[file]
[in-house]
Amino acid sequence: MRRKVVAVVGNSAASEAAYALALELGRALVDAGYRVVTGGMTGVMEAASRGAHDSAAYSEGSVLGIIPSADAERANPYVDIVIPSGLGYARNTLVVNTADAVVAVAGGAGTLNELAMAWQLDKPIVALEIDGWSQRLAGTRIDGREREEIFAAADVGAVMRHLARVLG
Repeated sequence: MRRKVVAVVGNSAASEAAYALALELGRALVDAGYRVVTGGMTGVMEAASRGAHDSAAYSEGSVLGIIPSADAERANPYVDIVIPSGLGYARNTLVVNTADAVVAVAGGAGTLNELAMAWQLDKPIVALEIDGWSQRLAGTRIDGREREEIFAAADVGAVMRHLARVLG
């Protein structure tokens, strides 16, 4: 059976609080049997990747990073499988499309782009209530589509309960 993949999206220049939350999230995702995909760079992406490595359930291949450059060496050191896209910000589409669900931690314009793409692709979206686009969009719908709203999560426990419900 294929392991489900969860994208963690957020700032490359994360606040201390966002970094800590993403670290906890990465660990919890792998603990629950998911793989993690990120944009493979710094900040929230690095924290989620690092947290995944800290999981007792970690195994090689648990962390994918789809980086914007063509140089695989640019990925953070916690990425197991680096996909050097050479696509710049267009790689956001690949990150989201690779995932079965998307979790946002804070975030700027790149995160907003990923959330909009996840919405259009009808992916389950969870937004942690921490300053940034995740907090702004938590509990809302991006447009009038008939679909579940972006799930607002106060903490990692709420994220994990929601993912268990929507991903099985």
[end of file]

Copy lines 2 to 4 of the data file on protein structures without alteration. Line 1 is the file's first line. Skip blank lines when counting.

Amino acid sequence: MRRKVVAVVGNSAASEAAYALALELGRALVDAGYRVVTGGMTGVMEAASRGAHDSAAYSEGSVLGIIPSADAERANPYVDIVIPSGLGYARNTLVVNTADAVVAVAGGAGTLNELAMAWQLDKPIVALEIDGWSQRLAGTRIDGREREEIFAAADVGAVMRHLARVLG
Repeated sequence: MRRKVVAVVGNSAASEAAYALALELGRALVDAGYRVVTGGMTGVMEAASRGAHDSAAYSEGSVLGIIPSADAERANPYVDIVIPSGLGYARNTLVVNTADAVVAVAGGAGTLNELAMAWQLDKPIVALEIDGWSQRLAGTRIDGREREEIFAAADVGAVMRHLARVLG
């Protein structure tokens, strides 16, 4: 059976609080049997990747990073499988499309782009209530589509309960 993949999206220049939350999230995702995909760079992406490595359930291949450059060496050191896209910000589409669900931690314009793409692709979206686009969009719908709203999560426990419900 294929392991489900969860994208963690957020700032490359994360606040201390966002970094800590993403670290906890990465660990919890792998603990629950998911793989993690990120944009493979710094900040929230690095924290989620690092947290995944800290999981007792970690195994090689648990962390994918789809980086914007063509140089695989640019990925953070916690990425197991680096996909050097050479696509710049267009790689956001690949990150989201690779995932079965998307979790946002804070975030700027790149995160907003990923959330909009996840919405259009009808992916389950969870937004942690921490300053940034995740907090702004938590509990809302991006447009009038008939679909579940972006799930607002106060903490990692709420994220994990929601993912268990929507991903099985």